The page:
Maintaining a high SERP ranking requires staying current with SEO trends and adapting your strategy to suit any new algorithm updates.
However, some websites are trying to outsmart search engines to drive organic traffic to their websites by breaking the rules. These practices are against Google’s terms of service can lead to your website’s removal from Google’s indexes and affiliate sites.
This article will teach you:
- Black Hat SEO tactics and techniques
- How to report Black Hat SEO
- How black hat SEO impacts your website
- What is Black Hat SEO
- Grey Hat SEO
- Black Hat techniques in SEO
- Other black hat SEO techniques
- The risks of Black Hat SEO
- Three reasons to stay away from Black Hat SEO
- What is the best way to report Black Hat SEO?
What is Black Hat SEO
Black hat SEO is a set of techniques for improving a site’s or page’s search engine ranking by circumventing search engines’ terms of service. The term “black hat” was coined to distinguish “bad practices” from “good practices” who wore white hats (see white hat SEO). We commonly use it to describe computer hackers, virus developers, and people who engage in unethical tech practices.
Grey Hat SEO
If you can’t decide whether an SEO tactic is black or white, it’s most likely a grey hat technique.
What is Grey Hat SEO?
Grey hat SEO refers to SEO techniques that are a little shady. While they do not violate Google’s best practices, they could be unethical and may be banned in the future.
This practice straddles the line between black hat and white hat SEO. While grey hat tactics aren’t usually listed as prohibited practices in webmaster guidelines, they remain suspect. Many old grey hat tactics have evolved into black hat tactics as search engines keep updating their algorithms.
Black Hat techniques in SEO
Keyword stuffing is the practice of overusing target keywords into your content to manipulate SERP rankings. Users will have a negative experience if you use multiple variations of keywords that add no value.
For a website offering free music downloads, here’s an example of keyword stuffing:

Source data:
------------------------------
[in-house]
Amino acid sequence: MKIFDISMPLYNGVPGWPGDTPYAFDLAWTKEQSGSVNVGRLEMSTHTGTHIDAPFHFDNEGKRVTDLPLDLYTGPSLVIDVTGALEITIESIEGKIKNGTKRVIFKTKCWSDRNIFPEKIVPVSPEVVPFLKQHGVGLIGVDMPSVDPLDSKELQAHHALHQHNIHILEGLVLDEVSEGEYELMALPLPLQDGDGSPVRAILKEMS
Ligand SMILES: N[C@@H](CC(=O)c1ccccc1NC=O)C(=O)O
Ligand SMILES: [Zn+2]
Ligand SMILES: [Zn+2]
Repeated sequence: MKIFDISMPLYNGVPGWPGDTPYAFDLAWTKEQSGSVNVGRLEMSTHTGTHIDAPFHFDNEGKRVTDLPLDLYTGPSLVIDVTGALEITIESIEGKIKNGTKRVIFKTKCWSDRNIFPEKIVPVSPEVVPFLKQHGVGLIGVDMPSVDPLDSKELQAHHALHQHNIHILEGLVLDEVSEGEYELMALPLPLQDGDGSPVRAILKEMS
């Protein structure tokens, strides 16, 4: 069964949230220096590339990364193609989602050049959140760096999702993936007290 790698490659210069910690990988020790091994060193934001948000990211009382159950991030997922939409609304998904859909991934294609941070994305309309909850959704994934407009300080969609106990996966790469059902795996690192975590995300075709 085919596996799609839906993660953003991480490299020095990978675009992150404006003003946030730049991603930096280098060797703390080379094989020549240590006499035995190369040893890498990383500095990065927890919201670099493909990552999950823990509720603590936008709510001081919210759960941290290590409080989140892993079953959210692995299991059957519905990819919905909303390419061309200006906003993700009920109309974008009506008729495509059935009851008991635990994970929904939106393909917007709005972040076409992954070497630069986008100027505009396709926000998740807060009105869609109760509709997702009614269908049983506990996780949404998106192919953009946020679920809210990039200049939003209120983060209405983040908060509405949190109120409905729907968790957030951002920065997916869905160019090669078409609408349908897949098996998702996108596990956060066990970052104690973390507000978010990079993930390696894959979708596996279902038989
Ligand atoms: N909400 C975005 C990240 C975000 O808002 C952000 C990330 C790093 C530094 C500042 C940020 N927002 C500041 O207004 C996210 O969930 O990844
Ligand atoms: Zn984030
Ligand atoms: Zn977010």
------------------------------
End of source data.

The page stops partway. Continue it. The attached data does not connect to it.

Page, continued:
“We offer free music downloads. We specialize in free music downloads. Contact one of our music consultants if you’re thinking about getting paid high-quality music for download.”
That sounds like a broken record. It’s pretty obvious, and Google will pick up that the content doesn’t sound natural.
You can conduct keyword research to learn what people are looking for, but overusing these terms in your content is not recommended. Rather than stuffing your content with meaningless keywords, focus on creating useful content that emphasizes topics over keywords.
Cloaking involves showing users one piece of content while search engines see a different piece of content. Websites that use black hat SEO will do this to get their content to rank for various terms that have nothing to do with their content. Spam websites frequently do this to avoid a search engine bot discovering the spam content they serve to users.
It’s acceptable to tailor your content to different user groups. When someone visits your website from a mobile device, for example, you might reduce the size of your website. You can also change a page’s language based on the country from which someone is visiting. As long as you aren’t simply changing the content that is visible to search engine crawlers.
If you want to see how Google sees your website, you can use the Google fetch tool and compare the results to what users see.
2. Hidden redirects
A redirect sends users to a different webpage when they click on a URL. Redirects are often used outside of their intended purpose in black hat SEO. This practice could include redirecting a search engine crawler to one page. At the same time, all other users are directed to another webpage.
Another example is redirecting a highly authoritative page with many backlinks to a completely unrelated page to improve its ranking in search results. The majority of authority is transferred from one page to another using a 301 redirect. This means that a black hat SEO practitioner could use redirects solely to manipulate search results.
3. Poor & duplicate content